By Laura Mower
Deciding whether to sell your business is a difficult calculation even in so-called normal times. During periods of upheaval, the decision is even more challenging. What are some important insights to keep in mind?
❱ All ground transportation companies are not created equal.
With the wealth of information readily available on the internet, it is tempting to want to use search results to create a preconceived impression of value for our company. This can lead to over- or under-evaluating your business. Often, what you will find online is a single-factor snapshot (such as an EBITDA multiplier) of a sale that doesn’t address the intangible or qualitative factors impacting the sale. Additionally, you should be aware that often these transactions are being completed by brokers who do not have strong experience with the sale and acquisitions of chauffeured car companies like yours. [Your company is unique; its valuation is, too.]
Selling your company is a significant business decision, and you’ll want to work with professionals who know how to look under the hood (no pun intended) to ensure you get the maximum value for your company.
❱ Know your numbers; know your worth.
When deciding to sell (or entertain the idea of selling), it is important to know your numbers. While there are qualitative, intangible factors, the foundation for any valuation will be your numbers: revenue, EBITDA, discretionary expenses. To maximize value, access to this information is a must. [If you are not ready to disclose them, then you are not ready to sell.]
It’s not just the financial statement numbers that matter: assessing the quality and sustainability of your business requires the review and understanding of unique customer list counts, revenue per transaction, and fleet quality and activity, to name a few factors that will impact the intangibles.
❱ “We have the best customer service and satisfaction.”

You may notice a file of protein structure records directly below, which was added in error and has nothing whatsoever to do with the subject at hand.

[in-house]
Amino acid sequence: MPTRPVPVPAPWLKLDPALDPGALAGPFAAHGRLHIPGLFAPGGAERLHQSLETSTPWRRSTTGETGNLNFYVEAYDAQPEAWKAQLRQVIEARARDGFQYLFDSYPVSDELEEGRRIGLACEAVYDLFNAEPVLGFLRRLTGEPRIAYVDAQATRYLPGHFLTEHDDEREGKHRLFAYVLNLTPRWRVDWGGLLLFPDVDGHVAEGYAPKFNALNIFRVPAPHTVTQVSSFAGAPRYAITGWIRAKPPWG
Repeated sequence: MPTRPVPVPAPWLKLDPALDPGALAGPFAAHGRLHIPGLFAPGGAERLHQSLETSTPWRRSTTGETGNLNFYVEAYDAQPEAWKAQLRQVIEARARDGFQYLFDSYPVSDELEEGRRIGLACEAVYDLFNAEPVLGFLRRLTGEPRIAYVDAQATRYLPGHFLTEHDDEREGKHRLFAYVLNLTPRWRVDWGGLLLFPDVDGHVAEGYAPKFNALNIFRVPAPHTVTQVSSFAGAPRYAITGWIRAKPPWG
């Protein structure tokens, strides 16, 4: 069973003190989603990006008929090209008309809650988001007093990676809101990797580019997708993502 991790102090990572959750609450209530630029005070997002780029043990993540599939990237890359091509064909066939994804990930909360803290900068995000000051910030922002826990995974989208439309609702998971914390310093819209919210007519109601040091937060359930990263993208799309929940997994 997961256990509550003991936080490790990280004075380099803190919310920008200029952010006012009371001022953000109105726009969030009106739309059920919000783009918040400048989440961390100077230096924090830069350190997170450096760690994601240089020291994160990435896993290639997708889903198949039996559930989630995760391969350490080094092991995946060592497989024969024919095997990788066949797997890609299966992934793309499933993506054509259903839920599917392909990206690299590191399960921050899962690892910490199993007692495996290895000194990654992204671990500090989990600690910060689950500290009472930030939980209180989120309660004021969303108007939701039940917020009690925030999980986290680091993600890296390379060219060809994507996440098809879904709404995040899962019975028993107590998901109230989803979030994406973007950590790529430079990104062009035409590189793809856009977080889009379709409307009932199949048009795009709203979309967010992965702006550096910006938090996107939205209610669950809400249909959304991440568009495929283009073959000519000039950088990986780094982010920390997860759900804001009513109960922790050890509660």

Not surprisingly, nearly every company will tell you (whether it’s true or not is a different article) they offer the best customer service. Start thinking about—wait, scratch that—pull out a piece of paper (or your keyboard) and starting writing what makes your business different from every other company out there. To be honest, this is something you should already know. What are your verifiable market differentiators that add value to your company, not just for your customers but for a potential investor/buyer? Do you have a fleet strategy that retains your place as a market leader? Do you have support for a statement of market domination? Do you have healthy, long-term shuttle or corporate contracts? Think along these lines as to what a future owner would be interested in for sustaining and growing revenue.
❱ Timing Matters
Most sellers want to maximize value. For most sales (distressed sales are different), this also involves the right timing. It is essential to not only get guidance on your company’s valuation but also on the appropriate time to sell or not sell. Timing factors, such as the impact of seasonalized earnings and unprecedented matters like impacts of a pandemic, will impact the supply and demand in the market and, ultimately, valuations.
❱ Changing Landscape
Nothing has taught us more about the sustainability of our businesses and our own ability to pivot and innovate than the last year. A strength of your company may lie in the ability to reinvent and grow during unprecedented times; if you did this, go back and add it to your list of differentiators.
However, many companies may be looking to sell because the impact of a mass pandemic and related restrictions on their business model was too great of a storm to weather. The truth is, reduced margins and profitability in recent times are likely to have a similar impact on your valuation. More than ever, it is important to engage with a professional experienced team to guide you through the process.
❱ Fake News
You couldn’t help yourself ... You searched online and saw multiple sales where companies were sold for x times EBITDA, and woohoo! You’re going to be rich(er)! Or maybe you’re crying because you think your company is worth way more than that and now you’ll never be able to retire.
Don’t go buy that Lambo or give up on selling (or retiring) just yet.
Experienced brokers will help you understand the true value of your business without your needing to wade through the real news versus fake news on the internet. And as I mentioned before, each business (and its market) is unique, and it’s tough not to be emotionally invested in this process. They will consider many things including the items previously addressed and then determine how (and if) they will impact the realizable value for your company—not to mention adding some objectivity to the deal. Companies that look the same on the surface are unlikely to look the same in a valuation analysis. [CD0421]
Laura Mower, MBA, is Senior Financial Consultant for LMC CFO. She can be reached at email@example.com.